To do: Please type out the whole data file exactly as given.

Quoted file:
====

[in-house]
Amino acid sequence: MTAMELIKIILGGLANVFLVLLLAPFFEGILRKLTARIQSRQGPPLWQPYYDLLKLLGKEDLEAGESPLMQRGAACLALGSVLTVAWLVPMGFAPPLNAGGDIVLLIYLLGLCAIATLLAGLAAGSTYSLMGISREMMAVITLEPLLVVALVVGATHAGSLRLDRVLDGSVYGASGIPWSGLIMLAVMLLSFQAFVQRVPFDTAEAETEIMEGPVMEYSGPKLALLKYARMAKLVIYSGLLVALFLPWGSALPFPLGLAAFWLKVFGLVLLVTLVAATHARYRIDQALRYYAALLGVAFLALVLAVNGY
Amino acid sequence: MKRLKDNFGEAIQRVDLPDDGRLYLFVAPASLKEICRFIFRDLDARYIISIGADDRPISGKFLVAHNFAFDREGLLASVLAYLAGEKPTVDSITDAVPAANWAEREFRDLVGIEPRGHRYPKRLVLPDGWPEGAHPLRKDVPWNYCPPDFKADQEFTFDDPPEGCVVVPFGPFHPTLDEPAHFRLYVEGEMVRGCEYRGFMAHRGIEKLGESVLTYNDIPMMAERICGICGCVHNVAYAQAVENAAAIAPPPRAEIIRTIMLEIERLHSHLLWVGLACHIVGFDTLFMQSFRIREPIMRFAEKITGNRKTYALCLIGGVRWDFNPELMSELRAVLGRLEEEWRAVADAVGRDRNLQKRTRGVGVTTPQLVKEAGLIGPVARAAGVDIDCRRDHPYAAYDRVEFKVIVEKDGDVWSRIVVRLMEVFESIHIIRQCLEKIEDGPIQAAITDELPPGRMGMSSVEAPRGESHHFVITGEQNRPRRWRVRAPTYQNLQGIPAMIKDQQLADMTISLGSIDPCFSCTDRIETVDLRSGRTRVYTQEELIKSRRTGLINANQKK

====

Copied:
[in-house]
Amino acid sequence: MTAMELIKIILGGLANVFLVLLLAPFFEGILRKLTARIQSRQGPPLWQPYYDLLKLLGKEDLEAGESPLMQRGAACLALGSVLTVAWLVPMGFAPPLNAGGDIVLLIYLLGLCAIATLLAGLAAGSTYSLMGISREMMAVITLEPLLVVALVVGATHAGSLRLDRVLDGSVYGASGIPWSGLIMLAVMLLSFQAFVQRVPFDTAEAETEIMEGPVMEYSGPKLALLKYARMAKLVIYSGLLVALFLPWGSALPFPLGLAAFWLKVFGLVLLVTLVAATHARYRIDQALRYYAALLGVAFLALVLAVNGY
Amino acid sequence: MKRLKDNFGEAIQRVDLPDDGRLYLFVAPASLKEICRFIFRDLDARYIISIGADDRPISGKFLVAHNFAFDREGLLASVLAYLAGEKPTVDSITDAVPAANWAEREFRDLVGIEPRGHRYPKRLVLPDGWPEGAHPLRKDVPWNYCPPDFKADQEFTFDDPPEGCVVVPFGPFHPTLDEPAHFRLYVEGEMVRGCEYRGFMAHRGIEKLGESVLTYNDIPMMAERICGICGCVHNVAYAQAVENAAAIAPPPRAEIIRTIMLEIERLHSHLLWVGLACHIVGFDTLFMQSFRIREPIMRFAEKITGNRKTYALCLIGGVRWDFNPELMSELRAVLGRLEEEWRAVADAVGRDRNLQKRTRGVGVTTPQLVKEAGLIGPVARAAGVDIDCRRDHPYAAYDRVEFKVIVEKDGDVWSRIVVRLMEVFESIHIIRQCLEKIEDGPIQAAITDELPPGRMGMSSVEAPRGESHHFVITGEQNRPRRWRVRAPTYQNLQGIPAMIKDQQLADMTISLGSIDPCFSCTDRIETVDLRSGRTRVYTQEELIKSRRTGLINANQKK